Even as a migrant teenager with dark features and an accent, I don't believe I experienced the level of casual racism that Maxine did.
Maybe having gone through so much already, I wasn't willing to settle for any bullying. Maybe our growing network of Iranian families who formed the basis of our friends, shielded me from the effects. Maybe my exotic differences did not extend to Maxine's. Or maybe, like Baghita, the comments washed over me easier. I don't have a clear answer. I just know reading Maxine's experiences, I couldn't shake the feeling she leans too readily on the racism card.
But then again, The Hate Race makes me question myself in other ways. Maybe I'm part of the problem. Maybe having been exposed to casual racism (both directly and indirectly), I've grown accustomed to it to the point that it's stopped registering with me. And maybe this is no longer a good thing
‘If racism is a shortcoming of the heart, then experiencing it is an assault on the mind.’
In this memoir, Maxine Beneba Clarke writes of the racism she has experienced, both as a child and now as an adult. Here in contemporary Australia, a country which prides itself on its multiculturalism, on its acceptance of people of all hues, races and religions from around the world.
It’s a shame that the reality has never really matched the ideal.
Maxine Beneba Clarke is an Australian. Her parents are of West Indian descent, and emigrated to Australia from London during the 1970s. I read this book last month, and have been thinking about it ever since: thinking about the number of ways in which we ‘other’ people. How people are differentiated on the basis of skin colour, sex, religion, sexual preference. Differentiated (and often discriminated against) because of characteristics which are seen to be different (and somehow less worthy): characteristics that are part of human DNA. What is it about difference (however it is identified) that brings out a distressingly common ‘us’ and ‘them’ response? What is it in our parenting, teaching and community that enables racism to flourish? What are we afraid of?
But this is Maxine Beneba Clarke’s story, a story of specific experiences, not a generalised observation of ‘othering’. And the recounting of the specific makes it personal and uncomfortable. And it made me angry. So what do we do now? Where to next, Australia?
Brilliant memoir focused on racism in Australia. Covering Maxine's childhood in Sydney, and book-ended by recent experiences with her own children now she is a mother, The Hate Race is told through the lens of racist incidents and experiences that shaped her life. There are happy memories, but the aim seems to be to show how the cumulative weight of a racist society changes a person. How it shaped what a little girl thought about herself, how the pain of bullying manifested on her skin, how it impacted every experience and interaction.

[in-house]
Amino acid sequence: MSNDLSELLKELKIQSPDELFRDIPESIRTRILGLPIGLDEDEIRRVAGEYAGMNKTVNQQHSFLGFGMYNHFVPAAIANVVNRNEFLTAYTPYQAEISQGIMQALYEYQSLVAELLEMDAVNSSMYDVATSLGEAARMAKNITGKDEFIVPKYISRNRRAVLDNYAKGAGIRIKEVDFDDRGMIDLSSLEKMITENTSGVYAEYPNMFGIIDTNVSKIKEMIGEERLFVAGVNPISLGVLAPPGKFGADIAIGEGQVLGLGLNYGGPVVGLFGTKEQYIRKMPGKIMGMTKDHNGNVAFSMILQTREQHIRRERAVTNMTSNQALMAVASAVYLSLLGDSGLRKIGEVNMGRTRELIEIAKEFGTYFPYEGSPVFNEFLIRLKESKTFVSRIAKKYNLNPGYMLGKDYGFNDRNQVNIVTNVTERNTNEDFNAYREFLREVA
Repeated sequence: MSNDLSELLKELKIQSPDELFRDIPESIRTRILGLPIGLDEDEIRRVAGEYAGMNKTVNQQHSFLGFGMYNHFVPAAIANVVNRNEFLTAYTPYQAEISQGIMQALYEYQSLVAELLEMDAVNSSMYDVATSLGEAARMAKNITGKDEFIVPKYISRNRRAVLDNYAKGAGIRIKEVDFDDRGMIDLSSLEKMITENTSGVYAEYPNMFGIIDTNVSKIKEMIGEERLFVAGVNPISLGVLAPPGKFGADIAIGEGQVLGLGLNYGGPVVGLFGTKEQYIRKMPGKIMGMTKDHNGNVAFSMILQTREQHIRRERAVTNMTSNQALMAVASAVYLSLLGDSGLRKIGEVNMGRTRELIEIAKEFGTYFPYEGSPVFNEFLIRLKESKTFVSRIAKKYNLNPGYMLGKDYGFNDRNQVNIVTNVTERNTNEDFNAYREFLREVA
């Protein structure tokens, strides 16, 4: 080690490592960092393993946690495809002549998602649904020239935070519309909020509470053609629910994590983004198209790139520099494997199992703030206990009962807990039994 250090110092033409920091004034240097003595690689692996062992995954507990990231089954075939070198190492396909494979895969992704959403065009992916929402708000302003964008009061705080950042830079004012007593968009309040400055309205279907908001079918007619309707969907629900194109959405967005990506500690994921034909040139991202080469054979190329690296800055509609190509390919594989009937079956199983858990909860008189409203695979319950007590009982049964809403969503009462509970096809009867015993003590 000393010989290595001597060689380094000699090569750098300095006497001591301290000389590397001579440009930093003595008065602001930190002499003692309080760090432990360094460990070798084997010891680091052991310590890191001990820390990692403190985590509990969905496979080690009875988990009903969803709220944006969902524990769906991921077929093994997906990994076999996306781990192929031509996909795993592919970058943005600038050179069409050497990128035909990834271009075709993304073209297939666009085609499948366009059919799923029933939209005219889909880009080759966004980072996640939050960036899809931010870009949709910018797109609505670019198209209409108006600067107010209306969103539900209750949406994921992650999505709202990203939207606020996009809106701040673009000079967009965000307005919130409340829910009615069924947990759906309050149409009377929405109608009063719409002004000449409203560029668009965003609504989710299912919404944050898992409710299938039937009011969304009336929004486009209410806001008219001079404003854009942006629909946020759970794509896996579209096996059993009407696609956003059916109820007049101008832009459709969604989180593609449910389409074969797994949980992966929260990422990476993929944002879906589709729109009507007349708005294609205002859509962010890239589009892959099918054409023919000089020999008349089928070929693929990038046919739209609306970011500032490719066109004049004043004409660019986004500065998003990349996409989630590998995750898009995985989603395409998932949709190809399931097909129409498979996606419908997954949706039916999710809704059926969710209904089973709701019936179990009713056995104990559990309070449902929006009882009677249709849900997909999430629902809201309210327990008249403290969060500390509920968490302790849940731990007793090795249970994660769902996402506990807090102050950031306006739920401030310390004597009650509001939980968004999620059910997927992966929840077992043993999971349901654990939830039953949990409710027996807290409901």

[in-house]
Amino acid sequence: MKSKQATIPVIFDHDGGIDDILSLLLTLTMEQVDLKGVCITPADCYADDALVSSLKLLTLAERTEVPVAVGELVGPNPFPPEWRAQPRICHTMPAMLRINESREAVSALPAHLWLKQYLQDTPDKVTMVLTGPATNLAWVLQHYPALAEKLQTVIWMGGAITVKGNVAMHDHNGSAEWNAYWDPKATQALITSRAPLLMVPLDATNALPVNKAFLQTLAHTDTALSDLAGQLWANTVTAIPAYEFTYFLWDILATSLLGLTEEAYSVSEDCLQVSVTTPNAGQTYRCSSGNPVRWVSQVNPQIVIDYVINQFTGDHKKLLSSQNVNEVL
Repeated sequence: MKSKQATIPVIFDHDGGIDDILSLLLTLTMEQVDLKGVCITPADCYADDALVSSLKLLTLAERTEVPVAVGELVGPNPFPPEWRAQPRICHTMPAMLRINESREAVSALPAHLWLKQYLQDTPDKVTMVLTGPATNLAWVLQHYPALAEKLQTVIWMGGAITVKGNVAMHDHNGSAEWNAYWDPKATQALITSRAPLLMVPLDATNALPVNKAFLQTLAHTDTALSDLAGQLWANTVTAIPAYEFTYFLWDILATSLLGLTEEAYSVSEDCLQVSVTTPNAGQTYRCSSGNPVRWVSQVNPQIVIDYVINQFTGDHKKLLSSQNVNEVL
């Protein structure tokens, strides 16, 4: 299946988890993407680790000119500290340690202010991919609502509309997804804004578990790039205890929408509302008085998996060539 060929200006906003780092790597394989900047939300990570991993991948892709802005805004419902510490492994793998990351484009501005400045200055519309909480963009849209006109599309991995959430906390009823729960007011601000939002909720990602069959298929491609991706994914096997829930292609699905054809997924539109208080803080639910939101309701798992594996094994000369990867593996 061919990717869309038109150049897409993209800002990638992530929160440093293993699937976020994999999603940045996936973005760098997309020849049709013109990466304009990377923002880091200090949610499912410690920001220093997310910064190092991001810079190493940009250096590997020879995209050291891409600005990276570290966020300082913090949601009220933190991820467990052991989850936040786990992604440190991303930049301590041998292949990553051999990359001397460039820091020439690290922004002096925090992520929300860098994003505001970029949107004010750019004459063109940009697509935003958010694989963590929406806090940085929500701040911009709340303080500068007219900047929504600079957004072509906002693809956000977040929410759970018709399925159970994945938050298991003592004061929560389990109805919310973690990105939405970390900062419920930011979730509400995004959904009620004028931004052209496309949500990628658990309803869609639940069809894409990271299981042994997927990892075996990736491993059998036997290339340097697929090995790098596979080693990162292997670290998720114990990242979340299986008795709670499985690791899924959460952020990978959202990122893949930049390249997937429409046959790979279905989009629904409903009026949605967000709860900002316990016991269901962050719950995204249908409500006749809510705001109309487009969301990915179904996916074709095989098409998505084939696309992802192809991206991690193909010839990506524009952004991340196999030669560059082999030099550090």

"“I learned to stay quiet. I learned that nobody much cared. I learned that it was probably my fault anyway, and that what they were doing to me was perfectly okay. This is how it alters us. This is how we change.”
Clarke's prose is beautiful, with a lyrical, poetic quality without being unnecessarily flowery. There is lightness and humour woven throughout, even amongst some of the really awful incidents she experienced. A memorable one was the African 'tribal' dancing, which I won't say any more about, it needs to be read in context.
A powerful and sad book about growing up as a person of colour in modern day Australia. Clarke brilliantly illustrate the constant drip of racism that she was exposed to throughout her school years and emphasises the impacts of the full gamut of prejudice: from the vicious, explicit hate through to the well-meaning (but identity erasing) ignorance. The writing is clear and straightforward, conveying the story without much adornment (besides the semi-regular refrains reminding the reader that they're reading a self-consciously structured story - "this is how I tell it, or else what's a story for?" - which I found a little repetitive and distracting). But the power here is in the story - an urgent, necessary and powerful story that will hopefully be widely read.
This book gave me so so many feels. That deep pain in my chest as all those traumatic memories of being one of the only brown kids in the white school came flashing back. It's so much more than this though but still processing!
I am struggling to find the words that truely encompass the effect that this book had on me.
Beautifully written, Maxine Beneba Clarke, confronts her youth growing up in the suburbs of Australia in the early days post-White Australia policy and the deeply ingrained racism that is sewn in the fabric of the land since colonialism.
It's possible that some of the impact that this novel had on me was a result of nostalgia. Maxine starts preschool in '83. Seven years later I would also start preschool. The parallels between our childhoods are littered with 50c bags of red and green frogs and the extreme and utter lack of indigenous history taught in school. I wonder if the author wishes to confront the teacher that dismissed her bullying as "just teasing" as much as I do. Judgement runs deep in the suburbs as much as it does in the regional areas. And it's never just children.
That of course is the crux of this. The Hate Race is just as much about bullying as it is about racism. The two go hand in hand, their noxious roots weave into the soul of you, you carry it. It sits beside a never quite forgotten hatred of yourself. You stop speaking of it eventually because you get tired of hearing others urge you to "get over it" but it's the making of you.